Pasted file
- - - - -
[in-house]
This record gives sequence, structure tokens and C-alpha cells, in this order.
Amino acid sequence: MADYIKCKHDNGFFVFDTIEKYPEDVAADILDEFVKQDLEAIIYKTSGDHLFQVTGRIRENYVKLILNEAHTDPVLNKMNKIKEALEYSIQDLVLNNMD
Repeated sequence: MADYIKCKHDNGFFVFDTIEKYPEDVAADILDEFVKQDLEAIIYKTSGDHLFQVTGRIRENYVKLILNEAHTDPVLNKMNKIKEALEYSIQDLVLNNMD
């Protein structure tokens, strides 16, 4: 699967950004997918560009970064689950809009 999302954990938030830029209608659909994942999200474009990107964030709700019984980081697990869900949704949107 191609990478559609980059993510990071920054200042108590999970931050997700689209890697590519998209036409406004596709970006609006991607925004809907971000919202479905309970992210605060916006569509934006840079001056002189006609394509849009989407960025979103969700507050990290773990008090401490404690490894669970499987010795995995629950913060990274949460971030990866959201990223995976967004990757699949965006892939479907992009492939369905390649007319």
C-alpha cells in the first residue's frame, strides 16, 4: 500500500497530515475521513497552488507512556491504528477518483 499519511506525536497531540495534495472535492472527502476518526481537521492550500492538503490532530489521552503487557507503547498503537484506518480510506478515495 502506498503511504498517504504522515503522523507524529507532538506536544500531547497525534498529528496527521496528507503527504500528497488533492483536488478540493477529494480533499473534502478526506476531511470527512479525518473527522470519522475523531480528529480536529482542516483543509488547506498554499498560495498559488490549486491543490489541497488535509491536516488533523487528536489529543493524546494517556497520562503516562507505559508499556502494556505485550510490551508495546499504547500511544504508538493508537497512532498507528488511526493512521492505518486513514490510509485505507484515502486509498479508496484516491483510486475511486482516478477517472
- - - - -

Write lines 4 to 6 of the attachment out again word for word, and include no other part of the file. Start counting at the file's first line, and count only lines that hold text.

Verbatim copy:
Repeated sequence: MADYIKCKHDNGFFVFDTIEKYPEDVAADILDEFVKQDLEAIIYKTSGDHLFQVTGRIRENYVKLILNEAHTDPVLNKMNKIKEALEYSIQDLVLNNMD
């Protein structure tokens, strides 16, 4: 699967950004997918560009970064689950809009 999302954990938030830029209608659909994942999200474009990107964030709700019984980081697990869900949704949107 191609990478559609980059993510990071920054200042108590999970931050997700689209890697590519998209036409406004596709970006609006991607925004809907971000919202479905309970992210605060916006569509934006840079001056002189006609394509849009989407960025979103969700507050990290773990008090401490404690490894669970499987010795995995629950913060990274949460971030990866959201990223995976967004990757699949965006892939479907992009492939369905390649007319």
C-alpha cells in the first residue's frame, strides 16, 4: 500500500497530515475521513497552488507512556491504528477518483 499519511506525536497531540495534495472535492472527502476518526481537521492550500492538503490532530489521552503487557507503547498503537484506518480510506478515495 502506498503511504498517504504522515503522523507524529507532538506536544500531547497525534498529528496527521496528507503527504500528497488533492483536488478540493477529494480533499473534502478526506476531511470527512479525518473527522470519522475523531480528529480536529482542516483543509488547506498554499498560495498559488490549486491543490489541497488535509491536516488533523487528536489529543493524546494517556497520562503516562507505559508499556502494556505485550510490551508495546499504547500511544504508538493508537497512532498507528488511526493512521492505518486513514490510509485505507484515502486509498479508496484516491483510486475511486482516478477517472